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Discussion in 'Electric Vehicles' started by omarsultan, Nov 6, 2016.
Toyota, in about-face, may mass-produce long-range electric cars: Nikkei
Better late than never or too little too late?
Maybe the following quote from the article is referring to Japanese automakers only, but it is otherwise inaccurate with Tesla's vehicles and Supercharging infrastructure:
You are right, but you have to consider the source: Nikkei. Doubt they're too keen on promoting a US car for Japan.
Either way, very happy to see that Toyota has smelled the fumes, seen the Lith, and are planning to move in the right direction.
If this comes to be, it will likely cost Tesla some revenue in the short-term, but in the long run, Elon wins.
The next shoe to drop from our "8 years late to the party" Japanese friends at Toyota will be quietly killing off the Mirai. Of course, there will be no press releases touting the funeral, unlike the endless cacophony coming out of the companies fuel cell ranting. Should be interesting watching the death spiral unfold going forward. Specifically:
1. The Tokyo 2020 Olympics were going to be the "showcase" for fuel cell technology. But now with the Olympics cost looking more like $30,000,000,000 versus the $7,500,000,000, and Toyota seeing the light on battery cars, where is the money going to come from for the "showcase"?
2. With dismal Mirai sales in the US (782 total), when will Toyota actually stop selling the vehicle here? Now that the writing is on the wall, even the most die hard fuel cell fanboys will have to begin considering a future that is not filled with Toyota fuel cell cars.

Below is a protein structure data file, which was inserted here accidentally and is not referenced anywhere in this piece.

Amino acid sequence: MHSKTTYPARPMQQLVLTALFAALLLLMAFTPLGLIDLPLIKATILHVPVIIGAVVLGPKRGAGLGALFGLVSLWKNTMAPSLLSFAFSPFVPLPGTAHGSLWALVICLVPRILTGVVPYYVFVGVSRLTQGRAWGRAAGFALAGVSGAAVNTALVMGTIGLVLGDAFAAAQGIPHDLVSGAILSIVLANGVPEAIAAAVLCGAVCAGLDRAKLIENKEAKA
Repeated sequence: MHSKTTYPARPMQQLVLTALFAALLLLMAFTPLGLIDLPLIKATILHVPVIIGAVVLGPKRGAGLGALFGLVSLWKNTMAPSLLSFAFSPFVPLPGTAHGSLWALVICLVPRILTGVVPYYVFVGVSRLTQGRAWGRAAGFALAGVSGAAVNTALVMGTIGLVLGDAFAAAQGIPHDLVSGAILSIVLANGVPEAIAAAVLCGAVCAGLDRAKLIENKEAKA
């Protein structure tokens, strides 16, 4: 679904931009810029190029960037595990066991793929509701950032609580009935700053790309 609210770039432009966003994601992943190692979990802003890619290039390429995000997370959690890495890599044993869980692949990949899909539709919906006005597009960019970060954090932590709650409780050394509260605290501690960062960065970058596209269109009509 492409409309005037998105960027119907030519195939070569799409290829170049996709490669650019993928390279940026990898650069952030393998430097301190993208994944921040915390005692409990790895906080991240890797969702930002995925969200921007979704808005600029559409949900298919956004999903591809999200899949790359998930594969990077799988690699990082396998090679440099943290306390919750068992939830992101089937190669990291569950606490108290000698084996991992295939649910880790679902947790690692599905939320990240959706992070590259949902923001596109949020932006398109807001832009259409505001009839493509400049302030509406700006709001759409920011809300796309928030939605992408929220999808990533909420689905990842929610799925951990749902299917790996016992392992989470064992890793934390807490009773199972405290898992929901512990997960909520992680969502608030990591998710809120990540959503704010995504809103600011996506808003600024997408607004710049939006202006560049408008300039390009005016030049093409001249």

3. As the Toyota commitment to fuel cell cars evaporates over time, how will the $800,000,000 that VW will be investing in California be affected? The first $200,000,000 spending plan is due shortly. With the ratio of battery EV's to fuel cell EV's steadily increasing, and Toyota reluctantly throwing in the towel over time, is CARB really going to force VW to spend money on fuel cell infrastructure?
4. Will the fuel cell worshippers in the Ivory Tower of CARB wait until the peasants (EV drivers) come at them with blazing torches and pitchforks (figuratively of course ) before they acknowledge that fuel cell technology for passenger cars is a dead end technology, and the experiment needs to end before any more resources are wasted?
Betamax, HD-DVD, Kodak, Toyota, RIP...
P.S. Been waiting a very long time to refer to Tesla drivers as peasants. Maybe this is a first?
Here's a report which also alludes to shifts in strategy away from hydrogen by Honda and Hyundai, as well as Toyota:
Toyota is planning long-range battery-powered electric cars for 2020 as its hydrogen fuel cells cars are failing